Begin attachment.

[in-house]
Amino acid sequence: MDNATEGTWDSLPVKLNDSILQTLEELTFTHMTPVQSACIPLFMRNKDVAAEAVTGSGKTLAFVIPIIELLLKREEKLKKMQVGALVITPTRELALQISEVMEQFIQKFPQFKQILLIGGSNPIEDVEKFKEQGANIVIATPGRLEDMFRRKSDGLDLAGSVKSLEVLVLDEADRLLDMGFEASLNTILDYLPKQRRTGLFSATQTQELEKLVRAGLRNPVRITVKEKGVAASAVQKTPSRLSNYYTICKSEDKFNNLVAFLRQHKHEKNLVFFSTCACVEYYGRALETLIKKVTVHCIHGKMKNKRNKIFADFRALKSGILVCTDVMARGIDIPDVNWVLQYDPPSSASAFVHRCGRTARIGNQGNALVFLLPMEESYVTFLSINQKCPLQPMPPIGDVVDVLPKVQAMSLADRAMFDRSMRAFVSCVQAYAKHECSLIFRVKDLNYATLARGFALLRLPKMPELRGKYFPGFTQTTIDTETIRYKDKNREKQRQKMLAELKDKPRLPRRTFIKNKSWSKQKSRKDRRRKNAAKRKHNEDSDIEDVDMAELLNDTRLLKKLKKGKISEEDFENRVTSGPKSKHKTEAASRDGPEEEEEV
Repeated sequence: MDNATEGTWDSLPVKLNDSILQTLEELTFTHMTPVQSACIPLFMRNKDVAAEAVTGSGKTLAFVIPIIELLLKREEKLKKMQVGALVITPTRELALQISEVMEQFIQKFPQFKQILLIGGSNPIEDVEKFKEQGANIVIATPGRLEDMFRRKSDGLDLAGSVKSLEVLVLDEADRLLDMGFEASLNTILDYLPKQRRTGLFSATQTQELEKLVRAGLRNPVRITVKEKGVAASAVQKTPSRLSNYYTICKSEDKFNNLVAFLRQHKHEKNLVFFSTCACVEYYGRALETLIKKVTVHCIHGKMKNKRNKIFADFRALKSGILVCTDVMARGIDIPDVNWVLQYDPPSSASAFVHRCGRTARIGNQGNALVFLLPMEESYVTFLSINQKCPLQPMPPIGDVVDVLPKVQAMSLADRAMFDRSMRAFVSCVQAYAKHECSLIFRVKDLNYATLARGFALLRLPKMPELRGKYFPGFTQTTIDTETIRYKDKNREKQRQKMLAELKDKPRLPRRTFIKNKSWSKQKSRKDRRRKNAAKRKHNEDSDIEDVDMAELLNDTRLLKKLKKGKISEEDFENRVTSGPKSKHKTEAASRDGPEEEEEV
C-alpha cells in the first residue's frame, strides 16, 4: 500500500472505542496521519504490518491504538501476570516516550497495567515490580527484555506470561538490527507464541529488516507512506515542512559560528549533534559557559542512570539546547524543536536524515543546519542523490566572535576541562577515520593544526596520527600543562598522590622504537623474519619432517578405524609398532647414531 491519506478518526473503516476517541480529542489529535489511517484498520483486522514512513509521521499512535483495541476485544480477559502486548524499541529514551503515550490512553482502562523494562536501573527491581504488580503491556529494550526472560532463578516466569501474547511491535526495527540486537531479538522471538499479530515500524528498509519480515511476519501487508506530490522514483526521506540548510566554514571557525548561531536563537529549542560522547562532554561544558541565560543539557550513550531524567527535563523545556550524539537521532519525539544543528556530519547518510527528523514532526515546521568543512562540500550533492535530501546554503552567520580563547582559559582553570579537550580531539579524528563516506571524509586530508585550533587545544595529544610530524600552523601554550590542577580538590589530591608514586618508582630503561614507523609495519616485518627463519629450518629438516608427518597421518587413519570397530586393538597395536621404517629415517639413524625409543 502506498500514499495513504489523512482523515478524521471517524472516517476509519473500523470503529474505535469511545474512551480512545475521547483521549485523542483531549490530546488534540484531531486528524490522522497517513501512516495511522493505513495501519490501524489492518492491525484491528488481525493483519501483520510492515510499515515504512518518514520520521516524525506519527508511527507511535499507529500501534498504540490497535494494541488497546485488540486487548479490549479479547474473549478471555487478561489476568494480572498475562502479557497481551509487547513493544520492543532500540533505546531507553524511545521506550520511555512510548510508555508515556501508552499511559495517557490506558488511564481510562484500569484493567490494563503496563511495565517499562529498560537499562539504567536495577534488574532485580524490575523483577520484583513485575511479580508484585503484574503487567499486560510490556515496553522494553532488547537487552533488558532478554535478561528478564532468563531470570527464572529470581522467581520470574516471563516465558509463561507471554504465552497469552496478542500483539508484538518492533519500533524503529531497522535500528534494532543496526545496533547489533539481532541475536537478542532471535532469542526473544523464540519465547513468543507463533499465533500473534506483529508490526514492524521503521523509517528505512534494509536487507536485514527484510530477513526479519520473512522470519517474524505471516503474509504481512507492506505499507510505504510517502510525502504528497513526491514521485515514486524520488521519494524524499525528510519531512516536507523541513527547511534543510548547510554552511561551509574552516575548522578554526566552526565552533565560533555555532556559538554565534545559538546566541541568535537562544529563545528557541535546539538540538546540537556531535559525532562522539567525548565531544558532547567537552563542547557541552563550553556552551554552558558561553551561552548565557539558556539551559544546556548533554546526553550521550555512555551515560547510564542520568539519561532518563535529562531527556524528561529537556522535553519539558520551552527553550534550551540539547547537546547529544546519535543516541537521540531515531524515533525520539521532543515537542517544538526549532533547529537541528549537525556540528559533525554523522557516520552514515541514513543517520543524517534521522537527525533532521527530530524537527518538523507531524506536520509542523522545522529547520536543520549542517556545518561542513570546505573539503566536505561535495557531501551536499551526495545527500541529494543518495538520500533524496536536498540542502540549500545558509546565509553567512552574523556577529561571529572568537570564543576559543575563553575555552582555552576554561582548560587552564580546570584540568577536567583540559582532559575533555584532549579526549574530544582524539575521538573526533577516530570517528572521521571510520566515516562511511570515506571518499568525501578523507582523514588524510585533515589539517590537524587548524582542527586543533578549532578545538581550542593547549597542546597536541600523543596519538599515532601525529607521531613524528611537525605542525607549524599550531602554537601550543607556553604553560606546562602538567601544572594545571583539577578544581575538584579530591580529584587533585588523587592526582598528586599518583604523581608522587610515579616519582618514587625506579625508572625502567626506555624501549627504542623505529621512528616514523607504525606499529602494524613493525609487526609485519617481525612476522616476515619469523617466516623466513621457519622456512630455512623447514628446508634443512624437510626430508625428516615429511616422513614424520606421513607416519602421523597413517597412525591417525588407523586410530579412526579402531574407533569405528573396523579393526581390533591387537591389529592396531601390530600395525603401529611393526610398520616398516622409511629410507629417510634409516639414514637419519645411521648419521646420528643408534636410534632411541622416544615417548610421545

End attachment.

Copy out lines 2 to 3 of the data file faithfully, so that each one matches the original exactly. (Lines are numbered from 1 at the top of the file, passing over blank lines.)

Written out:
Amino acid sequence: MDNATEGTWDSLPVKLNDSILQTLEELTFTHMTPVQSACIPLFMRNKDVAAEAVTGSGKTLAFVIPIIELLLKREEKLKKMQVGALVITPTRELALQISEVMEQFIQKFPQFKQILLIGGSNPIEDVEKFKEQGANIVIATPGRLEDMFRRKSDGLDLAGSVKSLEVLVLDEADRLLDMGFEASLNTILDYLPKQRRTGLFSATQTQELEKLVRAGLRNPVRITVKEKGVAASAVQKTPSRLSNYYTICKSEDKFNNLVAFLRQHKHEKNLVFFSTCACVEYYGRALETLIKKVTVHCIHGKMKNKRNKIFADFRALKSGILVCTDVMARGIDIPDVNWVLQYDPPSSASAFVHRCGRTARIGNQGNALVFLLPMEESYVTFLSINQKCPLQPMPPIGDVVDVLPKVQAMSLADRAMFDRSMRAFVSCVQAYAKHECSLIFRVKDLNYATLARGFALLRLPKMPELRGKYFPGFTQTTIDTETIRYKDKNREKQRQKMLAELKDKPRLPRRTFIKNKSWSKQKSRKDRRRKNAAKRKHNEDSDIEDVDMAELLNDTRLLKKLKKGKISEEDFENRVTSGPKSKHKTEAASRDGPEEEEEV
Repeated sequence: MDNATEGTWDSLPVKLNDSILQTLEELTFTHMTPVQSACIPLFMRNKDVAAEAVTGSGKTLAFVIPIIELLLKREEKLKKMQVGALVITPTRELALQISEVMEQFIQKFPQFKQILLIGGSNPIEDVEKFKEQGANIVIATPGRLEDMFRRKSDGLDLAGSVKSLEVLVLDEADRLLDMGFEASLNTILDYLPKQRRTGLFSATQTQELEKLVRAGLRNPVRITVKEKGVAASAVQKTPSRLSNYYTICKSEDKFNNLVAFLRQHKHEKNLVFFSTCACVEYYGRALETLIKKVTVHCIHGKMKNKRNKIFADFRALKSGILVCTDVMARGIDIPDVNWVLQYDPPSSASAFVHRCGRTARIGNQGNALVFLLPMEESYVTFLSINQKCPLQPMPPIGDVVDVLPKVQAMSLADRAMFDRSMRAFVSCVQAYAKHECSLIFRVKDLNYATLARGFALLRLPKMPELRGKYFPGFTQTTIDTETIRYKDKNREKQRQKMLAELKDKPRLPRRTFIKNKSWSKQKSRKDRRRKNAAKRKHNEDSDIEDVDMAELLNDTRLLKKLKKGKISEEDFENRVTSGPKSKHKTEAASRDGPEEEEEV